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Up to SIX TIMES more lead released by Notre Dame blaze than previously estimated, study say

Up to SIX TIMES more lead released by Notre Dame blaze than previously estimated, study say
A new study into the blaze that ruined Paris’ iconic Notre Dame cathedral claims that much higher quantities of lead were released into the air than previously thought. Researchers studied soil samples in the wake of the fire.

A fire broke out at the 700-year-old cathedral on April 15, 2019 as it underwent maintenance works, and it rapidly grew into a huge inferno fought by some 400 firefighters. Fortunately, once the flames were extinguished and the site could be checked by experts, it became apparent that the landmark – though seriously damaged – could be restored. 

Now, new research says lead levels in the soil samples indicate that nearly a ton of dust of the heavy metal dropped down within one kilometer (0.6 miles) of the site – six times higher than the previous estimate 

The study, published on Thursday in GeoHealth, found that outside of this radius, lead levels were even higher downwind of the fire, double those in areas outside the path of the smoke plume. 

The study concludes that, for a brief time, people residing close to Notre Dame were more exposed to lead fallout than was previously acknowledged by the French authorities.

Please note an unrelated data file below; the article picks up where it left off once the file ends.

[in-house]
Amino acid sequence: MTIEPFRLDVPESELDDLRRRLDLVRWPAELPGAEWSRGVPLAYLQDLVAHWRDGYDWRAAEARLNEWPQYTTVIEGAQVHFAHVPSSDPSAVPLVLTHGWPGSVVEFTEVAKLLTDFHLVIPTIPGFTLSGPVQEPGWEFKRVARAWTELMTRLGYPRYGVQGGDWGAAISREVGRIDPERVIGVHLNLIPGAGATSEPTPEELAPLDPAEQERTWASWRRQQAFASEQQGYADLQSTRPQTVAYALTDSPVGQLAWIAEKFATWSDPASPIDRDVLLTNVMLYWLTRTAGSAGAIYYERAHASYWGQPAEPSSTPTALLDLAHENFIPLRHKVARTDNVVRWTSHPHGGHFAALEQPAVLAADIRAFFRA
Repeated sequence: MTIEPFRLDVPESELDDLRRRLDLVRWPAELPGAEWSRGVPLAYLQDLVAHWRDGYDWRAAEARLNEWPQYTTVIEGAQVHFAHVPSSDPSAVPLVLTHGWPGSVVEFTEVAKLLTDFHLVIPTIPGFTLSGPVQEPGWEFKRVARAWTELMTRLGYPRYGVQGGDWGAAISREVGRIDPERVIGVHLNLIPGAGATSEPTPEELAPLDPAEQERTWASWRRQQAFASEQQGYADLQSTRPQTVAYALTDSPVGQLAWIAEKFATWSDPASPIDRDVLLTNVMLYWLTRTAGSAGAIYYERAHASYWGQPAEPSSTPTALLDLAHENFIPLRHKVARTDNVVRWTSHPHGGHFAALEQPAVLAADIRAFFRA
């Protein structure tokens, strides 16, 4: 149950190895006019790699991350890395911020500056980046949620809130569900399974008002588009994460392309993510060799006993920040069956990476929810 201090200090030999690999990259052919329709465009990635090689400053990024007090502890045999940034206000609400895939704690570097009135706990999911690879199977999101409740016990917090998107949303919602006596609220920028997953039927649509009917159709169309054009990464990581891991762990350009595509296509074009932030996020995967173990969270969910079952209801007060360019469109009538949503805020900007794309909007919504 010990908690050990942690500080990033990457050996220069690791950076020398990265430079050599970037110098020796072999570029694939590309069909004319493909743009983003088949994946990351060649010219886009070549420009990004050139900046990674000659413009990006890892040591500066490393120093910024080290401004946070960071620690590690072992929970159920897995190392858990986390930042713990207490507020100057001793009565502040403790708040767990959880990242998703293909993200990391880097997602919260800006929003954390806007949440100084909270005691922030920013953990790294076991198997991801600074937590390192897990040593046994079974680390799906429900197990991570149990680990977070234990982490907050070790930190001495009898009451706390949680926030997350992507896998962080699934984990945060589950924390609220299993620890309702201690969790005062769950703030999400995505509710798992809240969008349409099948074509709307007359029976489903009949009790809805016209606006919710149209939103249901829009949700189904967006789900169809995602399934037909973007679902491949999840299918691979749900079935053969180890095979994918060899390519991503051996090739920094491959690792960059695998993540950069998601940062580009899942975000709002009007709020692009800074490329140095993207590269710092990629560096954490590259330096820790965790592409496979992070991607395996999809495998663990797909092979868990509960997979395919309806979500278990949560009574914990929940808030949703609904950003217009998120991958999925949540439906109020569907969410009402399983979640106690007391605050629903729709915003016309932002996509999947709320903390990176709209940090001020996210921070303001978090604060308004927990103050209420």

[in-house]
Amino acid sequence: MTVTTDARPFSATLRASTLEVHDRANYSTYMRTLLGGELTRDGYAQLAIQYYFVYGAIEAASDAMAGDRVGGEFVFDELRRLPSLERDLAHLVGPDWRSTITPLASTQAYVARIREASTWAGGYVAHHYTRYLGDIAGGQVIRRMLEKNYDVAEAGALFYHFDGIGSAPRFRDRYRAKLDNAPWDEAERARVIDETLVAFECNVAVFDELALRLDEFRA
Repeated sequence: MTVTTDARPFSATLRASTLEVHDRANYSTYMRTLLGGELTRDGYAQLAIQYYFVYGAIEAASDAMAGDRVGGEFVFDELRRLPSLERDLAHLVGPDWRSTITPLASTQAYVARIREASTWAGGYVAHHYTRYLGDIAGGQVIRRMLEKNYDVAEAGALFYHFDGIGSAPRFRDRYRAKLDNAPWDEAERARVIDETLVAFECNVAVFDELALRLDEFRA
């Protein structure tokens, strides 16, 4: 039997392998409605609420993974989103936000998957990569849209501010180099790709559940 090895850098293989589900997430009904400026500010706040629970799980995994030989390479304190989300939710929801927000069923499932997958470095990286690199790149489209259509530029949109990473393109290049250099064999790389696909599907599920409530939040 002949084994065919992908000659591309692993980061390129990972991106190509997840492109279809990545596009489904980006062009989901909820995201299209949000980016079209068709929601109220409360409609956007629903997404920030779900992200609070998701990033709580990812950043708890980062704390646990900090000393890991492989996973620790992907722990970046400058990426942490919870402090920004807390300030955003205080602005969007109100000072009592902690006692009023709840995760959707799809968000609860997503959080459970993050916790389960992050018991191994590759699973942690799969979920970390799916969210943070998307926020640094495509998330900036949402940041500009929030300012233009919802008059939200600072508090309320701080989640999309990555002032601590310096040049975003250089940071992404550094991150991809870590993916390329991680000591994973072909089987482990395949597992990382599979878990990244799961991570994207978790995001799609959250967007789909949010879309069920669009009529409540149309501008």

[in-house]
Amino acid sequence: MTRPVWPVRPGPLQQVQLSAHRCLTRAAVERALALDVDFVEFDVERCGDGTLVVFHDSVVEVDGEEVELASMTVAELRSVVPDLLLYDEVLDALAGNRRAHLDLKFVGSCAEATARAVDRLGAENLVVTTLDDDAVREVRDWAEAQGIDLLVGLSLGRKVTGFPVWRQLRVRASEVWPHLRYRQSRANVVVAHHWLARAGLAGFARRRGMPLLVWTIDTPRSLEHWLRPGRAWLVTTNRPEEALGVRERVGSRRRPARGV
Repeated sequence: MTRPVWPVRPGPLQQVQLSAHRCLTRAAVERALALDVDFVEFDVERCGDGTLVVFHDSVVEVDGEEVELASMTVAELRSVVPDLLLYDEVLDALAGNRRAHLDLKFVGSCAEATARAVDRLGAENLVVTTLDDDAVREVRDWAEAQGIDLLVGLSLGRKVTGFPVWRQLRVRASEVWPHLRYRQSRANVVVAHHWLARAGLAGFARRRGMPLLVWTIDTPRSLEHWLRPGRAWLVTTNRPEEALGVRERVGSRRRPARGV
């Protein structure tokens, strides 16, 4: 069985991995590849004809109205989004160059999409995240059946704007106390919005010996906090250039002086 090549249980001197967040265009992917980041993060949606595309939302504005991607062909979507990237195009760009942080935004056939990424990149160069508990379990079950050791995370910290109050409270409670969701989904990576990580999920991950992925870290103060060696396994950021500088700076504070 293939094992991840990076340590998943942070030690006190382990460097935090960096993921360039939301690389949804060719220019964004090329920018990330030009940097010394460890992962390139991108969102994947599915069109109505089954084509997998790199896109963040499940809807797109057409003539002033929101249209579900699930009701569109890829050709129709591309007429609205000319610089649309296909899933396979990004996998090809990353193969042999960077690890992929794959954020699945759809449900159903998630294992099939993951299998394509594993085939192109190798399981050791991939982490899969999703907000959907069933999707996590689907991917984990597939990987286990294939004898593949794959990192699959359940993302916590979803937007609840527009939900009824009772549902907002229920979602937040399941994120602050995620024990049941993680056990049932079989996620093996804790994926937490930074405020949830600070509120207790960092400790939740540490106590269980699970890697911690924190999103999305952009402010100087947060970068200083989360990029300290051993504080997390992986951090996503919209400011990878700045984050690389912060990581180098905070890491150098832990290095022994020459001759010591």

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Early analysis conducted by France's Regional Health Agency of the levels of lead outside of the out-of-bounds area surrounding the cathedral showed levels below France's limit of 300 milligrams per kilogram of soil. At the time, though, it was feared that this was a gross underestimation.

“There was a controversy – were children being exposed or not from this fallout?" said Lex van Geen, a geochemist at Columbia University's Lamont-Doherty Earth Observatory and lead author on the new study. "So I thought, whether I get a 'yes' or a 'no,' it's worth documenting.” 

In order to track what had occurred, van Geen and his team went about collecting soil samples from tree pits, parks and other locations around the cathedral, with a particular focus on the northwestern area – where most of the smoke traveled on the day of the fire.

According to the study, it is now extremely hard to ascertain how this may have affected people in the area concerned “because too few soil, dust, and blood samples were collected immediately after the fire.” However, van Geen said it’s possible that the hazard could be significant, adding it’s likely it was underreported by the authorities. 

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“Our final estimation of the total amount of excess lead is much larger compared with what has been reported earlier by other teams,” said Yuling Yao, one of the co-authors of the study. 

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